But what if your test email didn’t have a well-structured table of important information? What if the details you want include extra characters that you want to remove from the final document?
For those reasons, let’s move on to creating and editing your own parsing rules.
3. Creating Parsing Rules
Suppose you chose “No, I can create my own” in the previous step.
Parserr will then let you start with a clean slate by letting you create your parsing rules from scratch.
The first step is to select the email attribute where the useful data can be found. Just like last time, your option should be the email’s “Body” since it has the details of the invoice.
Tip: If you receive invoices in PDF form, you need to select “Attachments” as your source of data. You can refer to this post to learn more about extracting data from attachments.
A sample of your test email should then appear in the “Initial data” field below. You can use this as your reference while you filter out the information you need.
To add a “Filter,” click the green plus button right below your email preview.
Parserr will then let you choose from one of the five rule categories, which are briefly explained to help you find the filter you need.
Let’s say you want to extract the “Invoice ID” from the test email. For this, you need to click “Find content you need” from the drop-down menu:
Next, check if you’re currently selecting “Find rows containing certain text” and then click “Save.”
After which, you need to enter “Invoice ID” into the “Get row containing text” field and click “Update.” This should remove all the excess information in the email save for the line where the invoice ID is located:
Great — you successfully retrieved specific data from your lengthy email. The last step is to remove the keyword “Invoice ID” so that only the actual value remains.
To do this, add another filter and then select “Search & Replace.”
This time, you need to type in “Invoice ID:” in the “find text” field, and then leave the “replace with” field blank.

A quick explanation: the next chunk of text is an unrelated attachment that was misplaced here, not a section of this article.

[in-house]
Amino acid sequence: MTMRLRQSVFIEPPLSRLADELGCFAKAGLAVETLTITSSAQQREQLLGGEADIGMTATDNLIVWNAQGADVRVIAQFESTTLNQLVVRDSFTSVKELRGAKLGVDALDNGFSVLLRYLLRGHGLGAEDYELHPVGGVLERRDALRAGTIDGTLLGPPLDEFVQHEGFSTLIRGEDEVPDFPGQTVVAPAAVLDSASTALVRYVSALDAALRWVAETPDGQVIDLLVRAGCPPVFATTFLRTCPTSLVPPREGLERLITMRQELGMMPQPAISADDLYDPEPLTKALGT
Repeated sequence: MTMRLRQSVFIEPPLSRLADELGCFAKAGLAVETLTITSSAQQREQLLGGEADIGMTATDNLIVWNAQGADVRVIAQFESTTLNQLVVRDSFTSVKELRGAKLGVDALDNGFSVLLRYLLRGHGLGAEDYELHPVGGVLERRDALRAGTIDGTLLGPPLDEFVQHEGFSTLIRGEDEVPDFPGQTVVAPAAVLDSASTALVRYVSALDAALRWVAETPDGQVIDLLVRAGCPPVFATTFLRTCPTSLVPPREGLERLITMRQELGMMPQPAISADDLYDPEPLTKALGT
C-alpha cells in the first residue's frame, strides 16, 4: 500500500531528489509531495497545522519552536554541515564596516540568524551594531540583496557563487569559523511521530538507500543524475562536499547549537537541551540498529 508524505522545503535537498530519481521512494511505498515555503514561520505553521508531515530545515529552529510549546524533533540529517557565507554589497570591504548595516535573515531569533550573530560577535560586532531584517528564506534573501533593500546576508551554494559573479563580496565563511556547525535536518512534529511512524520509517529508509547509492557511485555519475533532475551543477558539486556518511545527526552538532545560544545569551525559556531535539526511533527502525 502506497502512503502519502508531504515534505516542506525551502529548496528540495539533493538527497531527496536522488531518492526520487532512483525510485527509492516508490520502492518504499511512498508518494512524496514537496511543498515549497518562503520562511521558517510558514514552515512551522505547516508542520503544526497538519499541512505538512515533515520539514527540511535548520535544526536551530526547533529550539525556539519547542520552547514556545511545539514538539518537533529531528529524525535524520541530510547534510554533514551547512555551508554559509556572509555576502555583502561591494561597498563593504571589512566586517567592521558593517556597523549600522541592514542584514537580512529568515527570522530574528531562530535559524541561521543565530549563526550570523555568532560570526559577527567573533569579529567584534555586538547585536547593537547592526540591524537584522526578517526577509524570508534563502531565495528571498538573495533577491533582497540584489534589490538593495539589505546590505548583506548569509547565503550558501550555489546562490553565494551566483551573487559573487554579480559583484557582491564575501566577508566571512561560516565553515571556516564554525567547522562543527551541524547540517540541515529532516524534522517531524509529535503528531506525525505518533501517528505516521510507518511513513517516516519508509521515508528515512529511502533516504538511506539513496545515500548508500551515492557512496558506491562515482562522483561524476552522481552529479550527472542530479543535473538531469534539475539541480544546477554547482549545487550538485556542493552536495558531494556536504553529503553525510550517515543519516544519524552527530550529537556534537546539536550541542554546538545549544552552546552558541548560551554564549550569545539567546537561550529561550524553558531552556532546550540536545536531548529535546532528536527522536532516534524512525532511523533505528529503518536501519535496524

What this filter does is simple: it scans the remaining data for the words “Invoice ID:” and then replaces it with whatever you type in the “replace with” field.
In this case, the “replace with” field is empty so the text is removed instead.
You can then add a name to this rule under the “Rule Details” section and click “Save.” Rinse and repeat for all the pieces of data you need to extract from your invoices.
4. Exporting Your Results
For the sake of this guide, we also created the following rules that extract certain pieces of data using the previous step:
We can now export and download this data into an Excel document. All that’s left to do is go to the “Export” tab, apply your preferences through the drop-down menus, and then click “Download Now.”
You should then receive a confirmation that your parsed data is sent to your email address. If you did everything correctly, your report should look similar to:
Keep in mind that exporting data to Excel or CSV documents is only one of the many ways you can utilize parsed information. With the help of integrations, you can also send your data straight to third-party services.
Here are some examples of what you can do with your invoice data:
- Export your parsed data into Google Sheets to share with your team.
- Export parsed data into invoices on Quickbooks
- Save your parsed data to Dropbox or Google Drive
Congratulations! You now know how to automate invoice data extraction with Parserr.
The next step is to make sure all invoice formats and valuable data are retrieved. Feel free to use this guide as your reference while you set up the rules you need.
Good luck and have fun parsing!